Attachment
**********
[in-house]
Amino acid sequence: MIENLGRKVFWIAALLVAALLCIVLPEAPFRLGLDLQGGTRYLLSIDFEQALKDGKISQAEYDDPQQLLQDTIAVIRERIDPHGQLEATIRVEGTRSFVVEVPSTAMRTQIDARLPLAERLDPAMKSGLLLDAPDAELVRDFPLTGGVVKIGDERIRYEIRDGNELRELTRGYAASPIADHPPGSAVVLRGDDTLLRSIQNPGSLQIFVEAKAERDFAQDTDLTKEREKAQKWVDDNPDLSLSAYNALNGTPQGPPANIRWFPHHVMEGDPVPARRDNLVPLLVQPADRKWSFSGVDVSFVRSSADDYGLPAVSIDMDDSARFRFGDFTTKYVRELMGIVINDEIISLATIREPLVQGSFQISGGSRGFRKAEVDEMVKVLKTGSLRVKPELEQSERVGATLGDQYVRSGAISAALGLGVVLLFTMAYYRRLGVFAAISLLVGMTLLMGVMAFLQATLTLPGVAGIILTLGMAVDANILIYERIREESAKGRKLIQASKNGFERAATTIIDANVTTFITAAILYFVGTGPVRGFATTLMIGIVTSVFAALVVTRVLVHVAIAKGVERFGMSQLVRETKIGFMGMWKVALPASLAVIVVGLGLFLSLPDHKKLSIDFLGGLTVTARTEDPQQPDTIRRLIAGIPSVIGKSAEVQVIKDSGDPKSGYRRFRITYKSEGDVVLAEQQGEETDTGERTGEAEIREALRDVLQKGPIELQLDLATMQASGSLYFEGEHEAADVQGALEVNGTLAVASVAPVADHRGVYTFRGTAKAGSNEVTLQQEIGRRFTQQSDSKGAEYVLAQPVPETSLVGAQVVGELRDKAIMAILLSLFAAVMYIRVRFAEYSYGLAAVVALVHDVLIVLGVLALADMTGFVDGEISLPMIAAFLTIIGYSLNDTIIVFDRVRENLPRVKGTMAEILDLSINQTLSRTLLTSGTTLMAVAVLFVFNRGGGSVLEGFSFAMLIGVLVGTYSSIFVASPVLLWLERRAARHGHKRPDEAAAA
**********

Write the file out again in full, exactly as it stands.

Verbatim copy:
[in-house]
Amino acid sequence: MIENLGRKVFWIAALLVAALLCIVLPEAPFRLGLDLQGGTRYLLSIDFEQALKDGKISQAEYDDPQQLLQDTIAVIRERIDPHGQLEATIRVEGTRSFVVEVPSTAMRTQIDARLPLAERLDPAMKSGLLLDAPDAELVRDFPLTGGVVKIGDERIRYEIRDGNELRELTRGYAASPIADHPPGSAVVLRGDDTLLRSIQNPGSLQIFVEAKAERDFAQDTDLTKEREKAQKWVDDNPDLSLSAYNALNGTPQGPPANIRWFPHHVMEGDPVPARRDNLVPLLVQPADRKWSFSGVDVSFVRSSADDYGLPAVSIDMDDSARFRFGDFTTKYVRELMGIVINDEIISLATIREPLVQGSFQISGGSRGFRKAEVDEMVKVLKTGSLRVKPELEQSERVGATLGDQYVRSGAISAALGLGVVLLFTMAYYRRLGVFAAISLLVGMTLLMGVMAFLQATLTLPGVAGIILTLGMAVDANILIYERIREESAKGRKLIQASKNGFERAATTIIDANVTTFITAAILYFVGTGPVRGFATTLMIGIVTSVFAALVVTRVLVHVAIAKGVERFGMSQLVRETKIGFMGMWKVALPASLAVIVVGLGLFLSLPDHKKLSIDFLGGLTVTARTEDPQQPDTIRRLIAGIPSVIGKSAEVQVIKDSGDPKSGYRRFRITYKSEGDVVLAEQQGEETDTGERTGEAEIREALRDVLQKGPIELQLDLATMQASGSLYFEGEHEAADVQGALEVNGTLAVASVAPVADHRGVYTFRGTAKAGSNEVTLQQEIGRRFTQQSDSKGAEYVLAQPVPETSLVGAQVVGELRDKAIMAILLSLFAAVMYIRVRFAEYSYGLAAVVALVHDVLIVLGVLALADMTGFVDGEISLPMIAAFLTIIGYSLNDTIIVFDRVRENLPRVKGTMAEILDLSINQTLSRTLLTSGTTLMAVAVLFVFNRGGGSVLEGFSFAMLIGVLVGTYSSIFVASPVLLWLERRAARHGHKRPDEAAAA